George Floyd’s Funeral


As I’m writing this, my family is preparing a virtual memorial service for my father-in-law who recently passed away during this coronavirus pandemic. We have waited awhile to see if we can have a proper memorial service at my local church but to no avail due to the coronavirus mandate still in effect in California. Of course, this funeral service will never be televised, nor hotly debated over by any political pundits, and will largely go unnoticed by the rest of the public…

Yesterday, I watched George Floyd’s funeral service with all the media coverage, with crowds of hundreds, even thousands gathered, in what appeared to be a church. As I watched the convoy of people who came to pay their respects, I couldn’t help but wonder why so many other American citizens who have lost their loved ones during the pandemic (including my own family) are told that they don’t have the rights to do the same. I find this incredibly appalling! It seems to defy any reasonable logic as thousands of other law abiding citizens are still subject to the ongoing mandate which also disallows them from holding services in churches or elsewhere, due to the the supposed risk of spreading the coronavirus, especially in large gatherings, or in an indoor environment in close proximity.

It appears that we are living under a system wherein the overton window can suddenly shift on a dime where things once disallowed/unacceptable can instantly become allowed/acceptable and even forcefully encouraged, as long as the ideology is justified or serves a political expediency. The fear-mongering, dreadful virus is now swallowed up by the new hysteria.

Moreover, while I can fully affirm all the outrage, the mourning, and the outpouring of sympathies being demonstrated surrounding Floyd’s death (the likes of which I’ve never witnessed in my life); I’m much more bewildered by all the various responses that are taking place which ensued after the horrific incident.

I think, emotions and sympathies not rightly placed, can pollute our judgement and can lead to some dangerous conclusions, i.e. riots and looting, etc., but even more pernicious if the outcome appears morally right and socially encouraged.

I had a hard time falling asleep last night thinking about the coronavirus and George Floyd’s death. There are just too many things that don’t add up. It feels as though the entire nation is coerced into paying retributions for the racially motivated sins we’ve committed whether one is guilty or not.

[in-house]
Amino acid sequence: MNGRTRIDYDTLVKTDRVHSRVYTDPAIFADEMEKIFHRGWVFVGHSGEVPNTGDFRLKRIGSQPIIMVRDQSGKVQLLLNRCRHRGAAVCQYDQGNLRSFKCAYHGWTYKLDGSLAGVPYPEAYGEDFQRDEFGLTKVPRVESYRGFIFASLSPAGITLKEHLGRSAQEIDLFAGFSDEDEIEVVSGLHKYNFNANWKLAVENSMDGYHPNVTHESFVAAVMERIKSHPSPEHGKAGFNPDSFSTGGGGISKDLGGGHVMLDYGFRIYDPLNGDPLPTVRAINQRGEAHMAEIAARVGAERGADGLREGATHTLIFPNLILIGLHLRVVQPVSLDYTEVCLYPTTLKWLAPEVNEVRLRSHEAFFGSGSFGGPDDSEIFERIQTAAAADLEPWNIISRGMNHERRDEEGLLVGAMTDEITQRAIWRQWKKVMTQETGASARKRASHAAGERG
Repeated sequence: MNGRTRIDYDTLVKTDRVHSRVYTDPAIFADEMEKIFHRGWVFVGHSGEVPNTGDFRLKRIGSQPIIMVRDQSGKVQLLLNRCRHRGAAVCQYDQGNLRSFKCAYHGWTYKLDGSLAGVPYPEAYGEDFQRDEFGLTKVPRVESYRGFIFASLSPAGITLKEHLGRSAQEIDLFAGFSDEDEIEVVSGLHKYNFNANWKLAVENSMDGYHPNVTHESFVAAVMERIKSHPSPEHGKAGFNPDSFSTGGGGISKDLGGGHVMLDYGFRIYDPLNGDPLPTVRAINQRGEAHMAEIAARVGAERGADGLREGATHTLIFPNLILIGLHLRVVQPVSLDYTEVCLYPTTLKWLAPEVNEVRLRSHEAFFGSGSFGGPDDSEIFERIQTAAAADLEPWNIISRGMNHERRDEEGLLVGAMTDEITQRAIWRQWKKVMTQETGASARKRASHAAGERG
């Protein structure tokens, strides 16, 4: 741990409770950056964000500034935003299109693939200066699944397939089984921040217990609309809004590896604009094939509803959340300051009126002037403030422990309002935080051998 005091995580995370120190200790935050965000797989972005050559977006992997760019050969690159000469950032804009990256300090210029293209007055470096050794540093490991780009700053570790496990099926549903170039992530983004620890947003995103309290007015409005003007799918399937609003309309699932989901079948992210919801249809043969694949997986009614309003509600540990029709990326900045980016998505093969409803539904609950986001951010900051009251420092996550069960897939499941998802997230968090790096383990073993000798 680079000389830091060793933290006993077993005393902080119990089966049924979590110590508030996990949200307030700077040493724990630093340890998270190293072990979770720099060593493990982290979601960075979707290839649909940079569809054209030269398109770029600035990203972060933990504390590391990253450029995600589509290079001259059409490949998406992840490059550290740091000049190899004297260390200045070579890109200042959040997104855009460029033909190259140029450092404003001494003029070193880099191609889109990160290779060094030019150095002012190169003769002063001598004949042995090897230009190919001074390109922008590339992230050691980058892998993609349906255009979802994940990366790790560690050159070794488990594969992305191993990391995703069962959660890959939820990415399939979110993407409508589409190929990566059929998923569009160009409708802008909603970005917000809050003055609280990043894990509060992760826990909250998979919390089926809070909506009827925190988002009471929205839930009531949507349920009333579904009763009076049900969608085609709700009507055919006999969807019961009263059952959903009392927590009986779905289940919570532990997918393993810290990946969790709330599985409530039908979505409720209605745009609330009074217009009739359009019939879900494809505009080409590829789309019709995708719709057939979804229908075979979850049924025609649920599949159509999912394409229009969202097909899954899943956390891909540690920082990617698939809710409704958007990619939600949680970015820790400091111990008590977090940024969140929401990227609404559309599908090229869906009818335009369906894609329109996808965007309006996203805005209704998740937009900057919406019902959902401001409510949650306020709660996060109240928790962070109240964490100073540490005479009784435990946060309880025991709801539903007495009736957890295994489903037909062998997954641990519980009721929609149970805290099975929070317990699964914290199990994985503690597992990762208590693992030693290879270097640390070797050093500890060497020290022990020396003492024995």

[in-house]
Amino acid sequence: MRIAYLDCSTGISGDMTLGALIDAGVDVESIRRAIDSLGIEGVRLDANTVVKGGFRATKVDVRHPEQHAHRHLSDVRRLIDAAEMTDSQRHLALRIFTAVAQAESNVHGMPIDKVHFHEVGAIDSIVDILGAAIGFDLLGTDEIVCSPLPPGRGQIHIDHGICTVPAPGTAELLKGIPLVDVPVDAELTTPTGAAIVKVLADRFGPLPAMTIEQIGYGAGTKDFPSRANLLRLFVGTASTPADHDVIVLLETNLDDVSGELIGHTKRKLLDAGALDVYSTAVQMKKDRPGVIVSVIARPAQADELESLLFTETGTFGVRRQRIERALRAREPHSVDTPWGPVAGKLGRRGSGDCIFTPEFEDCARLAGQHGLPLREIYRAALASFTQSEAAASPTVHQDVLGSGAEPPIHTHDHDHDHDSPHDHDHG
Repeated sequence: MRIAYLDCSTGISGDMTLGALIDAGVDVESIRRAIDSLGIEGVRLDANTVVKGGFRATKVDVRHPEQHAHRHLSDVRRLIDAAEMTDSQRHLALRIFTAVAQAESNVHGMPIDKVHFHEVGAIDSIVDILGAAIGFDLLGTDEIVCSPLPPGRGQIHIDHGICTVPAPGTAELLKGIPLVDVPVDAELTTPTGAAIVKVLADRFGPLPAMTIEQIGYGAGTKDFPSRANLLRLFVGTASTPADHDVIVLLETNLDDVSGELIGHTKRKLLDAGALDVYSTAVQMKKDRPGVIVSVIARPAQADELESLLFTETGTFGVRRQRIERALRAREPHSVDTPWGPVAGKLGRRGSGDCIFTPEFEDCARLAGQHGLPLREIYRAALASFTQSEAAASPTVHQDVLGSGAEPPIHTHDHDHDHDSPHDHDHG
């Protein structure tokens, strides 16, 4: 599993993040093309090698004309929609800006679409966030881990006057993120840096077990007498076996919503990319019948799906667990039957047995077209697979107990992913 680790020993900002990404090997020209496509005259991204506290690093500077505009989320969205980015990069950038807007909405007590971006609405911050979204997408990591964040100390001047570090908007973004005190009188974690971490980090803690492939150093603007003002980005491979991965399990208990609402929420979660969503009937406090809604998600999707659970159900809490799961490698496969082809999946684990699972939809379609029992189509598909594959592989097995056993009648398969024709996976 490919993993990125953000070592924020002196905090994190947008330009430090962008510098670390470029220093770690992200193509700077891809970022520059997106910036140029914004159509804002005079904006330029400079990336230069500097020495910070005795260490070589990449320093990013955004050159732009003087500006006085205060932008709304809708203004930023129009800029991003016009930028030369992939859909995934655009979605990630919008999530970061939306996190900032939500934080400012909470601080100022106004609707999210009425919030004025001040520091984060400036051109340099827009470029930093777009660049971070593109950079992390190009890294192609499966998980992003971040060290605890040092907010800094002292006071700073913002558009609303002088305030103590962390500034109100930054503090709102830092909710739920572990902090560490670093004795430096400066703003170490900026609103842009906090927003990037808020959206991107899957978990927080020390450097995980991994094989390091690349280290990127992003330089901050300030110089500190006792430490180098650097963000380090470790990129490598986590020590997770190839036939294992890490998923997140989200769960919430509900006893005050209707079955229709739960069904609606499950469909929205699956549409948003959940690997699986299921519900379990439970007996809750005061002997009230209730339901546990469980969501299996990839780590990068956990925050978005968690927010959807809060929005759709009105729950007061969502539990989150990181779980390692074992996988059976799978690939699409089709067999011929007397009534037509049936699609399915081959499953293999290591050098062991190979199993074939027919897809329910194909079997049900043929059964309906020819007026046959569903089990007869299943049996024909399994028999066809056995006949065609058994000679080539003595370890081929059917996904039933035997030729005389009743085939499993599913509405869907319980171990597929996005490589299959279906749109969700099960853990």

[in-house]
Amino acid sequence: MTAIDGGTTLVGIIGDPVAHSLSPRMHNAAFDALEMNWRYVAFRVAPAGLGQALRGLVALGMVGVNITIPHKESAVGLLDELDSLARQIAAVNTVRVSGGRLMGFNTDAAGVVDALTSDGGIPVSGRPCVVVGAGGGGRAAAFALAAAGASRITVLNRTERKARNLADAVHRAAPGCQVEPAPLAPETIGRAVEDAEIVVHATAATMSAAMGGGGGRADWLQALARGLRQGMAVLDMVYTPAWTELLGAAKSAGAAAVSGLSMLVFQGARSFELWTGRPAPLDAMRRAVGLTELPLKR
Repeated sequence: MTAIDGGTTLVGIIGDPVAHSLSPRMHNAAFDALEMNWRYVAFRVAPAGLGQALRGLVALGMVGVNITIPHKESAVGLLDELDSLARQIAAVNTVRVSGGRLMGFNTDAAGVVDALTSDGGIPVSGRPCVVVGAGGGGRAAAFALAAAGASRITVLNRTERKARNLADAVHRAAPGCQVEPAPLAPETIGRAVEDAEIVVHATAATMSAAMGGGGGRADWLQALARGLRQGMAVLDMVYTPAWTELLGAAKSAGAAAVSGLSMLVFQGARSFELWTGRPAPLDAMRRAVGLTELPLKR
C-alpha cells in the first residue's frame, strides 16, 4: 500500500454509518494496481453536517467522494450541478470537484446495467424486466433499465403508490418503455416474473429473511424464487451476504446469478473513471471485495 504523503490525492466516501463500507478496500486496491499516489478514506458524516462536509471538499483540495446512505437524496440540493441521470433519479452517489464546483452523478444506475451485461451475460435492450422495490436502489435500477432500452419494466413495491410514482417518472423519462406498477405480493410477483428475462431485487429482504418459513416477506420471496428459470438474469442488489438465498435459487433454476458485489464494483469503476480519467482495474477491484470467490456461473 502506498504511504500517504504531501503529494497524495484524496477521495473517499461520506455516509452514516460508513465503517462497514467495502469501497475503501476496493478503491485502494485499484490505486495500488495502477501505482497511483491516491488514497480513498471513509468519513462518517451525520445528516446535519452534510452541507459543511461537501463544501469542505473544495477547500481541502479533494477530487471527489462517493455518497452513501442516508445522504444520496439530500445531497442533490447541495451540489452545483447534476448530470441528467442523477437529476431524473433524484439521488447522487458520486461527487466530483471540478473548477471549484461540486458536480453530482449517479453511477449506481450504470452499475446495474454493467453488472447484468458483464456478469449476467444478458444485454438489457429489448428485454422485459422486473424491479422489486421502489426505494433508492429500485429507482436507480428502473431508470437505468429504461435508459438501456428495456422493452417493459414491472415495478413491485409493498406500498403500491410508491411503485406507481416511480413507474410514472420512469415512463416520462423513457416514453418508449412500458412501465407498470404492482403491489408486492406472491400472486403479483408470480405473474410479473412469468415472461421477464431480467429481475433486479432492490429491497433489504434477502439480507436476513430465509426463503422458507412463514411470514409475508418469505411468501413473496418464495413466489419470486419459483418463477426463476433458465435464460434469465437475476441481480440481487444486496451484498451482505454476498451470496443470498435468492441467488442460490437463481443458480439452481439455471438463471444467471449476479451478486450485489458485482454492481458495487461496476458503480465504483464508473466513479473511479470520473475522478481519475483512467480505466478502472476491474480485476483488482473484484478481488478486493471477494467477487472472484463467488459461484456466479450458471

As for the coronavirus, I think I’ve done enough arguing as to all the power grabbing policies, the recommendations of the health experts, illegitimacy or justifications of various draconian/arbitrary/irrational lockdowns, the injustice that was leveled against the citizens by destroying small businesses and the broader economy, and all the vitriol that came along with challenging the prevailing narrative, etc, etc, etc. Frankly, I will readily admit that much time has been wasted where I could have used it elsewhere more productively; My apologies to my dear friends on social media and elsewhere who laboriously bore through all my recent rants.

And now with George Floyd’s death, it appears that the entire narrative that sustained the pandemic has been upended, while it has escalated even further the polarization of the political landscape and added even more fuel to the suspicions of those who already suspect a more sinister, hidden agenda. Call me an alarmist, but these two main events continue to unfold in a manner that is quite ominous!

Also, while I certainly support all the religious groups who are taking advantage of the occasion to do good for the community, I find myself questioning more and more the prevailing ideology and methodologies that are driving these activities. Consequently, I’m finding it difficult to contain the overwhelming uneasy feeling as to how easily the public can be swayed by a compelling narrative, reinforced by the media, and even more firmly encouraged by peer groups.

Furthermore, I just find it so disconcerting that any intelligent inquiry in challenging either the “government health guidelines” or the “anti-racism” narrative is now regarded as almost blasphemous by its proponents, analogous to how a parishioner would be branded a heretic for challenging the orthodoxy of the church’s dogma.

While the world is captivated by the death of a man unjustly killed, the death of another Man-an innocent Man who actually bore our sins, who suffered a much greater, heinous death, is largely ignored.

I’m reminded to, “Be still and know that I am God!” Psalm 46:10.

“Not by the decisions of courts or councils or legislative assemblies, not by the patronage of worldly great men, is the kingdom of Christ established, but by the implanting of Christ’s nature in humanity through the work of the Holy Spirit. “As many as received Him, to them gave He power to become the sons of God, even to them that believe on His name: which were born, not of blood, nor of the will of the flesh, nor of the will of man, but of God.” John 1:12, 13Here is the only power that can work the uplifting of mankind. And the human agency for the accomplishment of this work is the teaching and practicing of the word of God.” {Ellen White, The Desire of Ages p. 509.4}

The prophecies are fast fulfilling. Jesus is coming soon!